Altina Schinasi's Harlequin eyewear design remains impactful in fashion today.

NEW YORK—On August 4, Google’s logo looked a little different. Google often replaces its standard logo with what it calls a Google Doodle—an adaptation of its classic logo to celebrate a holiday, a person, a historical event, a work of art, or anything, really—and the subject of August 4’s Doodle was Altina Schinasi, most well-known as the designer of the Harlequin eyeglass frames. August 4, 2023, marked what would have been Schinasi’s 116th birthday, Google reported, and with the help of her son Terry Sanders, Google created a logo that showcased her iconic design.

Schinasi was born on August 4, 1907, Google reports, in Manhattan. Her mother was from Salonica, which was then part of the Ottoman Empire and is today in Greece, while her father had been born in Turkey. Schinasi grew up in New York City, and eventually attended the Dana Hall School in the early 1920s. She was active in school, but felt slightly different due to her Jewish faith. The Dana Hall School writes, “While at Dana Hall, she was a member of the Athletic Association, Christian Association, Varsity Hockey Team and College Club. She additionally served as the chairman of the French Club’s Decoration Committee, Class Historian and the vice-president of her junior and senior classes. In reflecting upon her time at Dana Hall, Schinasi explained that although she had many friends, she often felt isolated as one of the only Jewish students on campus and tried to hide that part of her identity from her classmates.”

On August 4, Google celebrated eyewear designer Altina Schinasi’s 116th birthday. Image via Google
After finishing school, Schinasi headed to Paris with her sister, but was back home in New York by the late 1920s, according to the Dana Hall School. According to ARTnews, the New York art scene is where Schinasi really began to thrive. ARTnews explains, “She began her creative career as a window dresser for New York’s Fifth Avenue luxury storefronts. In her role as a window dresser, she helped Salvador Dali fully realize and execute his window designs at Bonwit Teller & Co. department store. At the same time, she took art classes at the Art Students League of New York, where artists Howard Warshaw and George Grosz were her instructors.”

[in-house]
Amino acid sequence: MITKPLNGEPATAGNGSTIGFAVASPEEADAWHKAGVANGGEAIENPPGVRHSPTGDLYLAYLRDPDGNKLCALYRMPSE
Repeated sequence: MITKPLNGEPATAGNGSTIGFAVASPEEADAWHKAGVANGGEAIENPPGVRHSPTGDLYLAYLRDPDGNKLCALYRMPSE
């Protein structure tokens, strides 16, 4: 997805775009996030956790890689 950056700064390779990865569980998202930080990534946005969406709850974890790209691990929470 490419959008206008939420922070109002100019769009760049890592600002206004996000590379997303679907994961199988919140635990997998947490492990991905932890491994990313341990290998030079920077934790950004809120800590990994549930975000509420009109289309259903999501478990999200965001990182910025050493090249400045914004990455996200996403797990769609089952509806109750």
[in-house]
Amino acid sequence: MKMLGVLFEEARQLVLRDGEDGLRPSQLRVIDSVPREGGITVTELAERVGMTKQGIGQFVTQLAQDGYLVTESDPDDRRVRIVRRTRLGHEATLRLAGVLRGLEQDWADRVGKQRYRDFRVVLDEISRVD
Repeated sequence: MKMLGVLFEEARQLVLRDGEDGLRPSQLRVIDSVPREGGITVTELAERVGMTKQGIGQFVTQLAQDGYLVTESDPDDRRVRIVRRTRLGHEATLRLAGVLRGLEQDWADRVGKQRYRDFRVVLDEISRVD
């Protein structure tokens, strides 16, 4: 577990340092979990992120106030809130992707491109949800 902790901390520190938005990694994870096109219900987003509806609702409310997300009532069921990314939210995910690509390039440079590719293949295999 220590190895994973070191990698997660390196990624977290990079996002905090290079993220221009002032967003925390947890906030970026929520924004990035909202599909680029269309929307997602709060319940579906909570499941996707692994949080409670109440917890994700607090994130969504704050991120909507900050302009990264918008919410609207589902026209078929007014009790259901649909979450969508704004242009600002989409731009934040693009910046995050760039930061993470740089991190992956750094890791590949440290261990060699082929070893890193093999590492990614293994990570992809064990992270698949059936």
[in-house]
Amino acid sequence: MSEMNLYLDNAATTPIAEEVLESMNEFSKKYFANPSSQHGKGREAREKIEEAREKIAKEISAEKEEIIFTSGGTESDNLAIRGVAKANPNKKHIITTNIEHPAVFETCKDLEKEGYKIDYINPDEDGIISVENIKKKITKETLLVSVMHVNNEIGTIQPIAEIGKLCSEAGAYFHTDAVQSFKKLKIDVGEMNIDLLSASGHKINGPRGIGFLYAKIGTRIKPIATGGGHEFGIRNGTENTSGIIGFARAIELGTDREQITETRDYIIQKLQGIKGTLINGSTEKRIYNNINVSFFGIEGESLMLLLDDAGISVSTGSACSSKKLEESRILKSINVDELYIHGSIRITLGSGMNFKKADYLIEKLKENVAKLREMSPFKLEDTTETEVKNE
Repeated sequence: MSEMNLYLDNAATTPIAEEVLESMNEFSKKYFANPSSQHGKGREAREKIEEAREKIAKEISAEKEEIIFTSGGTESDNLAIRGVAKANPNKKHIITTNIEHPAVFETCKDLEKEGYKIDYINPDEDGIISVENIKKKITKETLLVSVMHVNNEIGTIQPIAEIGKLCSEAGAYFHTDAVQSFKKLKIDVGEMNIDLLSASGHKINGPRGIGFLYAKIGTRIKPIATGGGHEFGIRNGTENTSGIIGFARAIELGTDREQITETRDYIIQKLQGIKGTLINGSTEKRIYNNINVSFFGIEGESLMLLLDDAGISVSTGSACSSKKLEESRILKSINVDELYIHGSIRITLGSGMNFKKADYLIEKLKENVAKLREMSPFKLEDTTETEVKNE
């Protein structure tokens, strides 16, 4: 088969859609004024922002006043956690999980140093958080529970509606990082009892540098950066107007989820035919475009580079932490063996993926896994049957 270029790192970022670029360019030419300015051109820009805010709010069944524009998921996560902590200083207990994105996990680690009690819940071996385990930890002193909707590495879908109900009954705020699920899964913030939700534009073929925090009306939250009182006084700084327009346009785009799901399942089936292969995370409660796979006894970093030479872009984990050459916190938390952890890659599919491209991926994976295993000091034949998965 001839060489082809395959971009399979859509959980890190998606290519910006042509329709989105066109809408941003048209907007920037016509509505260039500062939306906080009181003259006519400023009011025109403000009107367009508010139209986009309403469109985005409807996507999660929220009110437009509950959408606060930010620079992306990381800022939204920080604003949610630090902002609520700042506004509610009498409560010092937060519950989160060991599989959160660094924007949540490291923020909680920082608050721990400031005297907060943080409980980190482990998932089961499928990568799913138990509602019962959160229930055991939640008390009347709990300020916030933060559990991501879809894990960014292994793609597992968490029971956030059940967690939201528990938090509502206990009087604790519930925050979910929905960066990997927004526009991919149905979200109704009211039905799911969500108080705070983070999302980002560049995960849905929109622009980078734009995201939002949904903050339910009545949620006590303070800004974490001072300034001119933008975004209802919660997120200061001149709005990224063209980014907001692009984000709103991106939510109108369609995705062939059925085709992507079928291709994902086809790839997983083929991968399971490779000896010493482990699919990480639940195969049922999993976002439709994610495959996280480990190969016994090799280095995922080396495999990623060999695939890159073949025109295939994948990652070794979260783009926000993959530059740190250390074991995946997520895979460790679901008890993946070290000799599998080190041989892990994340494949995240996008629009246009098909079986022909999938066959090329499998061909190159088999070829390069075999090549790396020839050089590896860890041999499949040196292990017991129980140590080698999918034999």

It was in this work that Schinasi designed her groundbreaking eyewear, which still holds strong today. In her obituary, The New York Times wrote that an uninspiring window display at a nearby optician’s office made her realize how few exciting eyewear options were available for women. She decided to take matters into her own hands and design something new—and Harlequin Glasses, what we now call cat eye frames, were born. The design was inspired by the shape of Harlequin masks, which Schinasi saw during the Carnevale festival in Venice, Italy, Google reports. Her edgy new design was not quick to take off—Google and The New York Times report that almost all the manufacturers Schinasi approached rejected her. Eventually, though, she had a breakthrough. Lugene, an optical shop on Madison Avenue, asked for a six-month run of the design. The New York Times reports, “…one of the first pairs was sold to the writer Clare Boothe Luce. Other New York trendsetters followed Mrs. Luce's lead, and by the late 1930's, Harlequin glasses were the rage.”

The design took off, and Schinasi was able to start her own company. She received an American Design Award from Lord & Taylor for the frames in 1939, and then sold the company in the mid-1940s, The New York Times reports, and moved to Los Angeles, where she eventually became a filmmaker. She produced a documentary about George Grosz, wrote a memoir, volunteered as an art therapist, and, Google reports, invented a style of portrait chairs and benches that she called Chairacters.

Fresberg Cartoon uploaded a video biography of Altina Schinasi to YouTube to educate students about her impact on fashion.

Although Altina Schinasi is not a name that rolls off the tongue today when we think about eyewear designers, there is no question that her design has impacted eyewear every day for the past 80 or so years. Cat eye frames are now ubiquitous—flattering on almost everyone, always a conversation starter, and beloved worldwide. It wouldn’t be an exaggeration to say that just about every optical shop in existence carries some sort of cat eye frame—and that the design is constantly adapted, reborn, refreshed, and brought back into the limelight. Her design is one of the most impactful in eyewear’s history.

Schinasi passed away at her home in Santa Fe, New Mexico, in August 1999. Director Peter Sanders released a documentary, titled Altina, about her in 2014. On her 116th birthday, as part of her Google Doodle celebration, her son Terry wrote:

“Happy Birthday, Tina! Thank you for your courage, kindness and inspiration. Much love, always.”

-Terry (son), Victoria, Juliette, Peter, David, Eve, Jessica, Brittany (grandchildren)